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Biography

After a decade languishing in obscurity, registering barely a boing or a blip on the alt-country sonar, it seems that these six Upstate New Yorkers have more pent-up passion for the open road than the bulk of their nature-loving neighbourhood brethren. Revelling in the combatant entanglement of urban and agrarian sounds, 'Stories of Happiness' (the band's first release since 2000's 'The Proudest Animal' EP) captures the sextet embracing an epic eclecticism that catapults them far beyond the realms of comfortable rurality. An artistic remit that certainly reaps rewards in the stylistic shape-shifting stakes, if nothing else. Thus the vicious 'Vacuumed' mixes 'Glum'-era Giant Sand gristle with Dick Dale surf twang and Fugazi drum clatter, highlighting the burning intent to cross musical borders from the start. The glorious mash of strings and shimmering guitars that is 'Helicopter' follows a little later on, owing a dual-debt to Calexico and Eleventh Dream Day, whilst further on in the proceedings the distended funk of 'Electricity Wire' betrays a fondness for Talking Heads' most frenzied early albums. The record's highest musical watermark is however reached at the monolithic mid-point - 'Diamond Mines' - a dramatic orchestral thunderstorm that recalls Ennio Morricone at his most menacing and macabre. But for all the group's genre-bending ingenuity, the best moments on 'Stories of Happiness' occur within the more stripped-down and sedate musical settings, as firmly attested by the wintery waltz of 'Flowers' (featuring Saint Low's Mary Lorson on guest vocals) and through the spooky organ/accordion-led strains of 'Betty Ford'. …this wild (and wide-screen) log-cabin breakout should, by rights, pull Plastic Nebraska away from long-suffering indifference and into the welcoming arms of adventure-hungry Americana addicts.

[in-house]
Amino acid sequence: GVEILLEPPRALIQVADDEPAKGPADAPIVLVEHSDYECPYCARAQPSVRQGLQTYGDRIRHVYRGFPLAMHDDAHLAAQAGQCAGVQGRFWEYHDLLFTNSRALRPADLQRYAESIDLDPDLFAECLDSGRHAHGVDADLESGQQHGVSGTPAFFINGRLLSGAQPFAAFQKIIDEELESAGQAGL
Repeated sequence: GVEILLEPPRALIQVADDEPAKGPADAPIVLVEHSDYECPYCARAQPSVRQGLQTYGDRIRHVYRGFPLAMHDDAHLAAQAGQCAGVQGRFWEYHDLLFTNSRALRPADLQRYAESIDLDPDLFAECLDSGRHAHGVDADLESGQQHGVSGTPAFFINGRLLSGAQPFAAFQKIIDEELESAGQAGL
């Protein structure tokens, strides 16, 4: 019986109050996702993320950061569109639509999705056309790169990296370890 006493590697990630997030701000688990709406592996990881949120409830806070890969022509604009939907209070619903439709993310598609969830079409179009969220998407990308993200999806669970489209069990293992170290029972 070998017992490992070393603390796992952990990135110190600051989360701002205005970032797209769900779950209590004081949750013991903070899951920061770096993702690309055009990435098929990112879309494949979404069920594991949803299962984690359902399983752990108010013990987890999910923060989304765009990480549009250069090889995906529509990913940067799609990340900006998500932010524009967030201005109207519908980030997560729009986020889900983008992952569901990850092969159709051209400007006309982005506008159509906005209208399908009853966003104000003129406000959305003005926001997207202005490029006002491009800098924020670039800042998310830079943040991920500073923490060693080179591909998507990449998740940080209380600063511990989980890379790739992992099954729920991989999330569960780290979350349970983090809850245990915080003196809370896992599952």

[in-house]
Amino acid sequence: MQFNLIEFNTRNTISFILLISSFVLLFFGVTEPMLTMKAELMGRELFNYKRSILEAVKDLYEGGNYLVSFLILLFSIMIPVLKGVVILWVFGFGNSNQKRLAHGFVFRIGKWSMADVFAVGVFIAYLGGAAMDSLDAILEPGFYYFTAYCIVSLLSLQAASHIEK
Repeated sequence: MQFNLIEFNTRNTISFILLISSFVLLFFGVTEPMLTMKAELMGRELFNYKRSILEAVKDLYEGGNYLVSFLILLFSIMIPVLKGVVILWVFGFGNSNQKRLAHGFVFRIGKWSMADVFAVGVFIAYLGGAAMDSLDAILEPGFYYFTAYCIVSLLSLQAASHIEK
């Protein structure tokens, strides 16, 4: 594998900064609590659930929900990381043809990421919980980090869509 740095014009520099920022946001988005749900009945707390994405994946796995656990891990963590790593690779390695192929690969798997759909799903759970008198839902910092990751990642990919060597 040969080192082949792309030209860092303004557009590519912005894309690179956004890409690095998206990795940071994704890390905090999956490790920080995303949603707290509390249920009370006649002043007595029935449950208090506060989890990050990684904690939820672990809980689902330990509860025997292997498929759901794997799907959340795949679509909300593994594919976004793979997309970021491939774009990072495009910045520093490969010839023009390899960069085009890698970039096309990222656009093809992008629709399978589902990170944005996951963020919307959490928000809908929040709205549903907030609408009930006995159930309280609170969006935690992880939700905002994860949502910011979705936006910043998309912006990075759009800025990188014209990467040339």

-Adrian Pannett, Comes with a Smile, London, England

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